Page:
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Travel: A Parisian rendezvous

By Geetanjali Krishna
Last updated on: March 06, 2015 17:25 IST
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Paris is a place brimming with history, irony and a bit of discontent.

She looks at me across the room, her gentle eyes filled with melancholy, people milling all around us

I make my way out of the room but stop, feeling her eyes on me again.

I turn and there she is again, a tiny smile playing on her face.

I'm lost, drawn towards one of the most famous paintings in the world.

Although I've seen her face on stamps, T-shirts and even morphed by a clever geek on an Indian woman, my first sight of Mona Lisa at The Louvre leaves me floored.

Her shadowy face owes much to the artist's technique of sfumato, also sometimes known as Leonardo's smoke.

In the next few days, my impressions of Paris blur and sharpen much in the same way as I walk around and get the sense that history lives on in this very modern world metro.

I feel this most strongly in Montmartre, the village where artists like Toulouse Lautrec, Henri Matisse, Pablo Picasso and Pierre-Auguste Renoir once lived, caroused and worked.

The park benches outside Moulin Rouge continue to be adorned by young women, hoping to catch an artist's eye and become his muse.

All roads here lead to the Sacre-Caeur cathedral on the "mountain of martyrs".

My companions and I walk up a steep path and find ourselves on a sunny terrace where artists of all sorts paint, surrounded by swarms of tourists craning to get a look.

We find an empty spot in a crowded cafe, order some wine and take in our environs.

As I watch them haggle over prices in an alley that leads to a garden where Renoir once painted, I feel as if all I need to do to bring the past to life is close my eyes...

"It is a scene very pretty, but the fact is that people who come here do not understand art, nor do they want to pay a lot for it," says Nabil, whose impressionist landscapes catch my eye.

"They just want cheap touristy pieces to take back home, but that doesn't enable artists like me to earn a living."

I browse through his work while he tells me how hard life is in modern France.

Unemployment rates in France have risen to over 10 per cent and prices are high.

Our taxi driver tells us that few can afford to live in the city, choosing the cheaper suburbs instead.

This is wreaking havoc with the city's traffic, especially during the office rush.

As we inch towards Arc de Triomphe de l'etoile that evening, cringing at the sight of motorcyclists rashly manoeuvring their steeds through the traffic and smog, I begin to see around me a landscape of discontent.

And sadly, I feel at home in it.

The traffic, however, makes me realise how much better it is to walk here.

Paris is a wonderful place for amblers, with tree-lined boulevards, pavements and pedestrian zones. One of the nicest walks is down the Seine.

As one nears Notre-Dame, where Napoleon had crowned himself king of France, there are little book stalls along the river.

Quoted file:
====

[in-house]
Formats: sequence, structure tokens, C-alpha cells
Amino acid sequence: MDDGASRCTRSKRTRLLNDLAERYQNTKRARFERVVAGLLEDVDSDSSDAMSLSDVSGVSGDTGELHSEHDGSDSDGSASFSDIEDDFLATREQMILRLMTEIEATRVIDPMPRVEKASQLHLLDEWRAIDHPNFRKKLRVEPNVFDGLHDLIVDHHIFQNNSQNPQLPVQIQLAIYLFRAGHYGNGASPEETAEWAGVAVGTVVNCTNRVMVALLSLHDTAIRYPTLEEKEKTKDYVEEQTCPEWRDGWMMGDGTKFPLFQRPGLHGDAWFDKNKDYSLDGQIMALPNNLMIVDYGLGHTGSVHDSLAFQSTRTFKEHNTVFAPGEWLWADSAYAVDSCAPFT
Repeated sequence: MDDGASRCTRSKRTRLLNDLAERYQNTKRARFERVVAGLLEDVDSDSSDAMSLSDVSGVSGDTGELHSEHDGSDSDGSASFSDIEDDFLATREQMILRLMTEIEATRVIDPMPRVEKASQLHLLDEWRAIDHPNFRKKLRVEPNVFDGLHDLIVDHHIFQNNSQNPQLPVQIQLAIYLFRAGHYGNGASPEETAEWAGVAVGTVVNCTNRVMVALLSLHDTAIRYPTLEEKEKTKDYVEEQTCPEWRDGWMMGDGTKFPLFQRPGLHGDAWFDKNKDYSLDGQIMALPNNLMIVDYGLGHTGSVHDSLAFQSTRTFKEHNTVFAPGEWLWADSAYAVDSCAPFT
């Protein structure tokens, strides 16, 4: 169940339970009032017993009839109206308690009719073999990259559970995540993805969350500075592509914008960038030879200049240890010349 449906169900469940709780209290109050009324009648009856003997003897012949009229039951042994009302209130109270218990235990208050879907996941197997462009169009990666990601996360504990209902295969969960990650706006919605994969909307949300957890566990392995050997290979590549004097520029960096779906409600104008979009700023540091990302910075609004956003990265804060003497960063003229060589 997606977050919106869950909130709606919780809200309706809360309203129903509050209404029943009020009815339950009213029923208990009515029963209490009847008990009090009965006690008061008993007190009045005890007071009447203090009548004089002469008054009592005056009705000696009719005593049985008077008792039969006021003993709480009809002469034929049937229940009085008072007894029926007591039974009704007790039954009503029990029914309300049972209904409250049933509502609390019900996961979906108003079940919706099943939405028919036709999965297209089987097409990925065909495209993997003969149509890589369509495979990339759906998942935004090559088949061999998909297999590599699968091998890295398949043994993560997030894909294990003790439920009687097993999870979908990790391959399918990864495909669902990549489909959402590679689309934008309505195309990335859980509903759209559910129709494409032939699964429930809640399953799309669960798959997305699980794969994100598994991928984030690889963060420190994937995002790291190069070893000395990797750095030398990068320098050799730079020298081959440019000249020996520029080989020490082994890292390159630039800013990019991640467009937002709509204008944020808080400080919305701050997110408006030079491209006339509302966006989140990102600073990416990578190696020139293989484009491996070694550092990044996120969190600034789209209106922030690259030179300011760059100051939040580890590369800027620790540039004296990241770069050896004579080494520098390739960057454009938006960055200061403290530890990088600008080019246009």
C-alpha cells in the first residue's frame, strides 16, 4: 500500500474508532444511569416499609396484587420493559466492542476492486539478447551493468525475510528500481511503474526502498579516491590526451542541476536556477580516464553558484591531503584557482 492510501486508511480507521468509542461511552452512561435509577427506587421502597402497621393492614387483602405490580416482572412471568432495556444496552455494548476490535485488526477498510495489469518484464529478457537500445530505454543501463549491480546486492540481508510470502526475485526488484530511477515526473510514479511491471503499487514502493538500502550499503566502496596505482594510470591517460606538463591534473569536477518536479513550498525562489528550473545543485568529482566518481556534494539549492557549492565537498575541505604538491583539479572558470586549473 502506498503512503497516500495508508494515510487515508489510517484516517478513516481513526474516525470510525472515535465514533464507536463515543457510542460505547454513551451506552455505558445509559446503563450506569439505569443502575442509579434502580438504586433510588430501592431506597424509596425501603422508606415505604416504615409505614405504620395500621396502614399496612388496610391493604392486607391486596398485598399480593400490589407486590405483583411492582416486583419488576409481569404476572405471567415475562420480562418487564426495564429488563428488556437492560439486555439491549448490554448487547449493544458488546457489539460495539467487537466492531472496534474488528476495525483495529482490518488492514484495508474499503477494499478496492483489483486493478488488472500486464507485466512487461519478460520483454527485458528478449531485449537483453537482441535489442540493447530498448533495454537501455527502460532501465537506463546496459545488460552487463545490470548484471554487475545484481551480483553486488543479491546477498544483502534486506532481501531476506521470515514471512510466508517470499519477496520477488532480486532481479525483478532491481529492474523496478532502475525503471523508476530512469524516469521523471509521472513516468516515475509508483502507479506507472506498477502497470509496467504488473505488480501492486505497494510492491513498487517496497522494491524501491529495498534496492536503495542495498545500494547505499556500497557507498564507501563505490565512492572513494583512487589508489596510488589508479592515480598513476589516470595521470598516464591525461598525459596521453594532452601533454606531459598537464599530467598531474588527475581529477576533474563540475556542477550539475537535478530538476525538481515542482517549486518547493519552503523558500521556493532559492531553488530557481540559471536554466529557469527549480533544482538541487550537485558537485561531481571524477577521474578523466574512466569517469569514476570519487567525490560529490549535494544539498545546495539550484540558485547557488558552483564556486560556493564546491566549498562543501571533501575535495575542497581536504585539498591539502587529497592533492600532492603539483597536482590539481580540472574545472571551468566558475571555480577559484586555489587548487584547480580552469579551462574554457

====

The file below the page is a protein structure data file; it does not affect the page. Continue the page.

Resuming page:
I learn that to rent a space here, one must be a qualified librarian or have some other relevant degree.

For people without these qualifications, it could be a seven-year wait for a stall.

The Seine seems to divide the city neatly into distinct intellectual and commercial zones.

On its left bank are universities like the Sorbonne; on its right lie some of the most glamorous Parisian stores like Christian Dior, Nina Ricci and Chanel.

And, under it all, lies the world's largest underground sewer system -- all 2,200 kilometres of it.

Ironically, while I'd never have associated Paris with sewers, many things I'd believed to be French -- toast, fries and coffee -- turn out to have no Gallic origins at all.

Every time I have a meal though, it's brought home to me how serious the French are about their food and wine.

I visit the wine store on Boulevard de la Madeleine, Lavinia — a three-storey heaven for lovers of the bottle, with hi-tech sampler stations and knowledgeable staff.

I chat with a friendly girl about my palate preferences and she advises with the solemnity of a doctor writing out a prescription that a Chablis or Sancerre would suit me.

After a languorous multi-course meal (the French love to linger over food, making every meal a leisurely experience), we sit on a bench on the Champs Elysees to watch the world go by.

Women walk past wearing their trademark scarlet lipstick and impossibly high heels.

Many walk incredibly tiny dogs on leashes that look too large for them. Every now and then, I espy a lap dog in the fur clad arms of a chic Parisienne, pretty much a fashion accessory like the Chanel bag or the Hermes scarf.

The eve of my departure from Paris is bittersweet.

I take one last amble on the left bank of the Seine in the direction of Les Invalides, the final resting place of Napoleon.

Behind me, the Eiffel Tower glitters on the horizon.

On a bridge, I see thousands of locks.

"If you make a wish on the lock and throw the key into the Seine, it will definitely come true," says a shifty Algerian selling, not surprisingly, locks.

I refrain from buying one, but close my eyes to make a wish.

Instantly, La Gioconda smiling her Mona Lisa smile appears in my mind's eye, her image simultaneously sharpening and blurring like Leonardo's smoke.

I remember the rumour that cash-strapped France is considering selling her for as much as $2.5 billion to reduce its debt.

Maybe she's destined for the shores of oil-rich West Asia. But in my imagination, she'll always remain in Paris, shadowy and elusive somewhere on the banks of the Seine.

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Geetanjali Krishna
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